|Author's name: Jonathan Lewis
Author's Email: Jonathan@jlcomp.demon.co.uk
|Date written: 26th July 2001
Oracle version(s): 7.3 - 188.8.131.52
|I have regular appearances of the
following message in the alert log file - how big a
threat is it, and what should I do ?
Thread 1 cannot allocate new log, sequence 2474 Checkpoint not complete Current log# 3 seq# 2473 mem# 0: C:\ORACLE\ORADATA\O8I\REDO05.LOG
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This warning usually indicates that your redo log files are either too small, or that you have too few. Basically it means that all the available on-line redo log files have been used up whilst a single (possibly chained pre-8.1) checkpoint is running. At this point Oracle will wait until all the previously queued dirty blocks have been written from the buffer to disc before any of the redo log files can be considered redundant and available for re-use.
When the checkpoint is finally complete, Oracle will mark all the redo log files as available, select the next one in the cycle, and allow redo to be written out again. Of course, since the redo buffer cannot be written to a redo log file whilst the checkpoint is completing, it is quite likely that the redo buffer will rapidly fill, and all activity on the database that needs to generate redo will be suspended. (Update for 8.1 - because dirty blocks are now kept on checkpoint queues in the order of being dirtied, Oracle can release a log file for reuse much sooner than it used to)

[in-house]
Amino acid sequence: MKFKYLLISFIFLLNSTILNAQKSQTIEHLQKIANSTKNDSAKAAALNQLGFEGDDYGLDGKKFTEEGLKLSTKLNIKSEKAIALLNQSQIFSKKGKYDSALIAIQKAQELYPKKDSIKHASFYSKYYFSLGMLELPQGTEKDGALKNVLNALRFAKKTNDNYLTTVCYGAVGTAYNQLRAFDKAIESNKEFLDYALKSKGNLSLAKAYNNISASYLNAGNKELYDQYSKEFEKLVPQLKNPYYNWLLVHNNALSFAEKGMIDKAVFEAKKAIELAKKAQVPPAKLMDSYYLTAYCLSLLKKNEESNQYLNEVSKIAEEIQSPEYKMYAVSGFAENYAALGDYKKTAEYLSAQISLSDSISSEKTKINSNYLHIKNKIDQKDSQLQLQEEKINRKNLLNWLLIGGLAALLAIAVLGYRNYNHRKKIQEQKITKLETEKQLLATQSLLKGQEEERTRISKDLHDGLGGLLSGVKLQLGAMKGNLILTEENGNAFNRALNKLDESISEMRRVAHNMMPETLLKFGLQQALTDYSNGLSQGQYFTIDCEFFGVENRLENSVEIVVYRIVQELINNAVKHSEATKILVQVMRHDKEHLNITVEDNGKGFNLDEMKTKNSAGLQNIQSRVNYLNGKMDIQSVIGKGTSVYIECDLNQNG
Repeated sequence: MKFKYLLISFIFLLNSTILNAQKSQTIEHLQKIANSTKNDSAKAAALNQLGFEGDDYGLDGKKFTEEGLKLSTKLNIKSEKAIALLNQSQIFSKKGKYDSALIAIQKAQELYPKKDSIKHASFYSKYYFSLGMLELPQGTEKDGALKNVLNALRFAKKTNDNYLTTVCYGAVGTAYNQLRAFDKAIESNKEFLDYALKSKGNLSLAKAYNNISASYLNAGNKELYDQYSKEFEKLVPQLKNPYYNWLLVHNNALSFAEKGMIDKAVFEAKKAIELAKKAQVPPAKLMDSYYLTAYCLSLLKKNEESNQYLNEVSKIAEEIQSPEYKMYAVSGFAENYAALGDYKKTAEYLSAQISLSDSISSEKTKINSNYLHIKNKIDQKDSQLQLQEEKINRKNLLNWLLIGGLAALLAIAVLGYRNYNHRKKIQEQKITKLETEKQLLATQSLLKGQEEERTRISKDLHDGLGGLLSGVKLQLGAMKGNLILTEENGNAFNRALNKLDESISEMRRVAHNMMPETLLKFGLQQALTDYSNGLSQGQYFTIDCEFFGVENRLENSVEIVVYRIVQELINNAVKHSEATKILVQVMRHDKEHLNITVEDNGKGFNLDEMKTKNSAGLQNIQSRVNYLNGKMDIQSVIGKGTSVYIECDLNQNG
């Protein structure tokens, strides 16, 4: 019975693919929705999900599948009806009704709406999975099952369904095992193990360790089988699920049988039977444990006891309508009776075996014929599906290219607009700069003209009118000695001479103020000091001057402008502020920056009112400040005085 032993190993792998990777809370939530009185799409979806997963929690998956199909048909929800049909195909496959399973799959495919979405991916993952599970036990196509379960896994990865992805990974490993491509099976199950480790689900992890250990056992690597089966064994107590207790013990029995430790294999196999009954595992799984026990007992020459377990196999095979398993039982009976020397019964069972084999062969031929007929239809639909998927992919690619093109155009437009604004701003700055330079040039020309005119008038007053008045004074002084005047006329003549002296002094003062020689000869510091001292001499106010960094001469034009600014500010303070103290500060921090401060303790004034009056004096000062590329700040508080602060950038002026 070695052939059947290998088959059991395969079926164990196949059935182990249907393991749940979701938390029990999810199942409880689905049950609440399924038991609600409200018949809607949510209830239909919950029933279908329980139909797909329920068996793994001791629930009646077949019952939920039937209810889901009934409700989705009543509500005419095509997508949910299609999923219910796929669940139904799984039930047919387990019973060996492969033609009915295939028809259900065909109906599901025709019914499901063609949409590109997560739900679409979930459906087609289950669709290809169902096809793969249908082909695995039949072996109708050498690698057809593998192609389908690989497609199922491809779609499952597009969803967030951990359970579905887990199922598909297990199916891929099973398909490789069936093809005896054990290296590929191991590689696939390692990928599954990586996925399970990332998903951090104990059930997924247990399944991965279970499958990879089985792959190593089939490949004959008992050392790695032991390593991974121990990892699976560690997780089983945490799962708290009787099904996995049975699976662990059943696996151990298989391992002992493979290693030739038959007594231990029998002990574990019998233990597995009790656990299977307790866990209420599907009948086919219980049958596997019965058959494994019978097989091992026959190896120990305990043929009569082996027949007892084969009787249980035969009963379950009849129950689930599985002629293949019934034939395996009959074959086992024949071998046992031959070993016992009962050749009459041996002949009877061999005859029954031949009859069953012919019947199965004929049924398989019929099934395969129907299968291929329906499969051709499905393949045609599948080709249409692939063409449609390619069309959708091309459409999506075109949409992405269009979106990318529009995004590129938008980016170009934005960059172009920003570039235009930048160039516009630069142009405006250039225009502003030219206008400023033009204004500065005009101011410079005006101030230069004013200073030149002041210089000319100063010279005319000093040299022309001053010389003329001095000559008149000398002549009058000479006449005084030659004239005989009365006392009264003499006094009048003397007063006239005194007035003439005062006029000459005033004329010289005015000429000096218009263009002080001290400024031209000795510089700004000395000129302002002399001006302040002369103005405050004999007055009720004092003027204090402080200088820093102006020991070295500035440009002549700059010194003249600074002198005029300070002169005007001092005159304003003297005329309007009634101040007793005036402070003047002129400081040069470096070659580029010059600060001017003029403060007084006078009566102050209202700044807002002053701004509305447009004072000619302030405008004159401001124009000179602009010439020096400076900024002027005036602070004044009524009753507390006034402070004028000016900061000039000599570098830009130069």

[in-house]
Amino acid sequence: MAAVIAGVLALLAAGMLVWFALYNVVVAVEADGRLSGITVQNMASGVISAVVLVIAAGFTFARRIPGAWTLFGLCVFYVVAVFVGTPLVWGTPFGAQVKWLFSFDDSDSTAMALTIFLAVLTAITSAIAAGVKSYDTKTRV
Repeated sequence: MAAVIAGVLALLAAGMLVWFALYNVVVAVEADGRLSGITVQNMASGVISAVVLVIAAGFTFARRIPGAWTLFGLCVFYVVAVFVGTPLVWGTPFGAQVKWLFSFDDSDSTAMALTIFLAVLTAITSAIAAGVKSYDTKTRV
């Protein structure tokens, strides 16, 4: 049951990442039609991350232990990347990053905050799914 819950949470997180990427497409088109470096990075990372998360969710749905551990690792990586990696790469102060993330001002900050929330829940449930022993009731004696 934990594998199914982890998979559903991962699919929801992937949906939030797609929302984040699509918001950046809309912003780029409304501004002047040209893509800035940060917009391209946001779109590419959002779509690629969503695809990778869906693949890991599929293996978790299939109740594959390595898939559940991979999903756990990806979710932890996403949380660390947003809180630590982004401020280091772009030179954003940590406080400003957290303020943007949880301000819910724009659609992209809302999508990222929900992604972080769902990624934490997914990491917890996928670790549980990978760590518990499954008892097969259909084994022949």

Fortunately (for 'ordinary' databases) the time required for a checkpoint is quite small, so business will resume quite rapidly. If you only see a couple of these warnings each day in your alert log you need not take any action - the performance impact may be a couple of minutes in 24 hours. (You may be able to confirm this through the timestamps that appear with many messages in the alert log, or by examining the timestamps in v$log_history). Furthermore, due to a change int he way that the various checkpoint parameters and checkpointing mechanism works in 8.1, the impact of this problem is even smaller than it used to be.